You don’t always have to respond to every opinion with your own!
My Blogpost yesterday, I have shed my Hindu affiliation to reclaim my right to being just human, elicited a couple of interesting responses. One person felt that I was being “unfair to my roots”. Another felt that I need not necessarily be giving up my Hindu affiliation to reclaim my right to being just human. To both messages, which came on WhatsApp, I just replied with a “:)”!
I have realized that in matters related to personal opinion and preference, a “:)” works best. Ideally, just silence should do. But in a WhatsApp and FB Messenger era, a “:)” works just as well.
Just 10 years ago, I was different. I was always vociferous with my opinion. I remember having an ugly spat some years ago with my school friend at a restaurant, even as a class reunion party was on, when he ridiculed the former Indian Prime Minister Dr.Manmohan Singh as “Maun”mohan Singh! I have often had abrasive and violent run-ins with my mother over fighting her opinions. And at other times I have cooked within myself when I have not been able to express my opinion to someone – either because I feared the consequences of saying what I felt or I did not want to hurt them with my views.
But the past decade has taught me a valuable Life lesson. Which is to respect the right that others have to their opinion. I have learnt that just as I am entitled to my opinion others are too. While on the one side I now realize that I need not always be right, on the other, I see great value in not even wanting to be seen as right – even if there is ample opportunity to prove my point of view.
This does not mean that you must not express yourself. Of course, you can and you must. You must say what’s on your mind and say it straight – without mincing words. But any counter to your view does not necessarily merit a rejoinder. I feel that just remaining silent in response to another’s opinion is a very intelligent response. And, as in the case of responses to my Blogpost yesterday, if a “:)” can embellish the silence, all the better!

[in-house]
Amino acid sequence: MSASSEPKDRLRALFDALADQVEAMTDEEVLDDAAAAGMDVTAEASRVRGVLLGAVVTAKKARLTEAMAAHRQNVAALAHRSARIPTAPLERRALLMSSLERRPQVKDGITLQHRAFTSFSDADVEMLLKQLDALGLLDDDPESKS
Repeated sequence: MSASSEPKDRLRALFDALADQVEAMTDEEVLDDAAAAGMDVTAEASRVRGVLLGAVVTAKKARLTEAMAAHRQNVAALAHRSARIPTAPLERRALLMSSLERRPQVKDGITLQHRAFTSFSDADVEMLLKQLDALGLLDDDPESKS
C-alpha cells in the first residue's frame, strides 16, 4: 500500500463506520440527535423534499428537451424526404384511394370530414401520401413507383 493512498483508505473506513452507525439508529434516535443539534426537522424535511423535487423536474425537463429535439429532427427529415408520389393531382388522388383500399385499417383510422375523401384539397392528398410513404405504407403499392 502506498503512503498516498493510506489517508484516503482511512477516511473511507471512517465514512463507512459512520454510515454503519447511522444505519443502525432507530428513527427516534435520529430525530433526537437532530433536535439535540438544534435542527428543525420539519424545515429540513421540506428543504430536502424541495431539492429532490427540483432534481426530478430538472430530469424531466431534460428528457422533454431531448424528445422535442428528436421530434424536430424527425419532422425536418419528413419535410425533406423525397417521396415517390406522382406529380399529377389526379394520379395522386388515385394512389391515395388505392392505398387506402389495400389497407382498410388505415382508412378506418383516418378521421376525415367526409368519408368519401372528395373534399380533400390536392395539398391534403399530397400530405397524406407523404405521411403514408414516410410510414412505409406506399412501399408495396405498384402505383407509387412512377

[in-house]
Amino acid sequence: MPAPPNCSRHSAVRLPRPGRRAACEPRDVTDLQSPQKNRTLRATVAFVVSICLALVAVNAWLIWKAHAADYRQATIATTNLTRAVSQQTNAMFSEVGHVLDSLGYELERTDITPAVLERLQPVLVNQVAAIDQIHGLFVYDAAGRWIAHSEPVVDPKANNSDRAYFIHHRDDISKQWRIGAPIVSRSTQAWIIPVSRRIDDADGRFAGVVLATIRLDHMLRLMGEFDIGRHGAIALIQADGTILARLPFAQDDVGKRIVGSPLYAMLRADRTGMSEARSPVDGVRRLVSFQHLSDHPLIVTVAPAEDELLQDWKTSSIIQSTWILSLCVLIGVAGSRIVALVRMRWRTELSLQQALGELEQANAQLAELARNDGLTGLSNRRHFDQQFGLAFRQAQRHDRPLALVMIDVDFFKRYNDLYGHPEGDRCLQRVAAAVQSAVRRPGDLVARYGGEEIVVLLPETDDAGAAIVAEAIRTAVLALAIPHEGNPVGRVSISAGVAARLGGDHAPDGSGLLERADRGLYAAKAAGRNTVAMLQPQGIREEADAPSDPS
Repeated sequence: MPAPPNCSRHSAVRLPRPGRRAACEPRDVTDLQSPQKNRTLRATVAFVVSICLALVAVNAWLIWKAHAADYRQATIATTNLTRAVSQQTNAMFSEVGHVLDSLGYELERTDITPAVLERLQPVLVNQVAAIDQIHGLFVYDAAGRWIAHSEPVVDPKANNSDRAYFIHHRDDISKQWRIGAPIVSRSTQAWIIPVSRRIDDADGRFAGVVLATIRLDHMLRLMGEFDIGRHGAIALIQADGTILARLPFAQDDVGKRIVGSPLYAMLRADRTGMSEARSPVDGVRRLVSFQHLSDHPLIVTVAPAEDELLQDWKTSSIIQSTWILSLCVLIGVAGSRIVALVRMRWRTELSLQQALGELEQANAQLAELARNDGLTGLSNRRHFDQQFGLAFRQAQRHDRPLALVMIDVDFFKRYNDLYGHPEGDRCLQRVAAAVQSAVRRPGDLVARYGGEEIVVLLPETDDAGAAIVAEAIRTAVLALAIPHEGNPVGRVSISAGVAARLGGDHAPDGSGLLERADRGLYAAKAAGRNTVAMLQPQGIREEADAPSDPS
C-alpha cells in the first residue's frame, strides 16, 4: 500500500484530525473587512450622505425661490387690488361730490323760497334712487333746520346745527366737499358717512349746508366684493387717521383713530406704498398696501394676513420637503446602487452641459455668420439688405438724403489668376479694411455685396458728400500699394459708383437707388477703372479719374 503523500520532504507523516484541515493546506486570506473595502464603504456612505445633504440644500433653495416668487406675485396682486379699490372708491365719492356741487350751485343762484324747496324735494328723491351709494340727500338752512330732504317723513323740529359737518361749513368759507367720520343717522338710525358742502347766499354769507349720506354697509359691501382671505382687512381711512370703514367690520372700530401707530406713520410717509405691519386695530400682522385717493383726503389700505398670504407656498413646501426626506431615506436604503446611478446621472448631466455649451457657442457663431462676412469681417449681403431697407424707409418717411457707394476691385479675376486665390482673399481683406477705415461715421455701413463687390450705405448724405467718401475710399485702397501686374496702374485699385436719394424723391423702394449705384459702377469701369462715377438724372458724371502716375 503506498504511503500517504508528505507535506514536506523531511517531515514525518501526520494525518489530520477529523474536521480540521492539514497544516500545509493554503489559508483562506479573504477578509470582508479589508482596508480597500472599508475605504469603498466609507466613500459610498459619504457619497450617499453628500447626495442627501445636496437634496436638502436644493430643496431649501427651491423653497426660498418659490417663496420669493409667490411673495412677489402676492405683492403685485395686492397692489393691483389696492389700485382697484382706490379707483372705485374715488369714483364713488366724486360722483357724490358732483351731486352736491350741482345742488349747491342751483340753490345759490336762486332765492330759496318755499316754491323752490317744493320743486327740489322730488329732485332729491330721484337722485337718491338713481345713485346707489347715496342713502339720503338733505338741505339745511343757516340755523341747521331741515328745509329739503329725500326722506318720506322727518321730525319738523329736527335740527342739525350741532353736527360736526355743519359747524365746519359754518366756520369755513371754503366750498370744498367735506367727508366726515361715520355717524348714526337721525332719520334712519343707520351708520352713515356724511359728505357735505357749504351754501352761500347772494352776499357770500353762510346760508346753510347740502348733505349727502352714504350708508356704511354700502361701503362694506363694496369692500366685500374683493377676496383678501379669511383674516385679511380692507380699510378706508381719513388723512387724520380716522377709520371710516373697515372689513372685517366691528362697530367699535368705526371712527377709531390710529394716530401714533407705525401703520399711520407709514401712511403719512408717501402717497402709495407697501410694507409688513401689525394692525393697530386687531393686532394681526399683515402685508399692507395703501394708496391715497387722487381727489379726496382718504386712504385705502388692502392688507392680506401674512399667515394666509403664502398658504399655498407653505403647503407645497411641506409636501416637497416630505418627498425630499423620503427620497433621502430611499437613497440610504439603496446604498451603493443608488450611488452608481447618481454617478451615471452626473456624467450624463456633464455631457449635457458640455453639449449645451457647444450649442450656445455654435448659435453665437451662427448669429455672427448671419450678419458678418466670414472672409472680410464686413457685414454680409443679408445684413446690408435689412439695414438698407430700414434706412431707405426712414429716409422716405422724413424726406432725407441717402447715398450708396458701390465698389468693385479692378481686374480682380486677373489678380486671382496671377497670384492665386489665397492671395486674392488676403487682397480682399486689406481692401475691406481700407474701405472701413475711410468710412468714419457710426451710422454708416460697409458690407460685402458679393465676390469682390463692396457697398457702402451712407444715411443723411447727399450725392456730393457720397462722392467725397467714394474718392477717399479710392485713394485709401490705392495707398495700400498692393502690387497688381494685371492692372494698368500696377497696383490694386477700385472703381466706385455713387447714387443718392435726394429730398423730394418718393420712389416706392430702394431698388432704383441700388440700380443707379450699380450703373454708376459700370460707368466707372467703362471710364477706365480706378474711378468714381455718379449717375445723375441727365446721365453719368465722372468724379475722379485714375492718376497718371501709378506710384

Here’s a lesser known secret to intelligent living.
A young lady got in touch with me. She said she was living-in with her best friend. But on the subject of getting married and having children, the couple, she informed, were in complete disagreement. “We love each other dearly. We like being in each other’s presence and we miss each other when we are not together. Where we differ is on getting married and having children. He wants to marry, he wants children and I don’t want either. Is it okay for me to disagree with him on something as important as that and still love him,” she asked.
I told the lady that it is possible and fine to differ with someone on an opinion or issue and still get along with that person. Even so, she must consider the long-term aspirations of her partner in the backdrop of their relationship – we will discuss that part in a bit.
First, let us talk about disagreeing with someone on an issue and still having a friendship, still loving that someone. I personally feel it is definitely okay to be that way. This is not about being hypocritical or practicing double-standards. This is a mature way of learning to separate issues from people.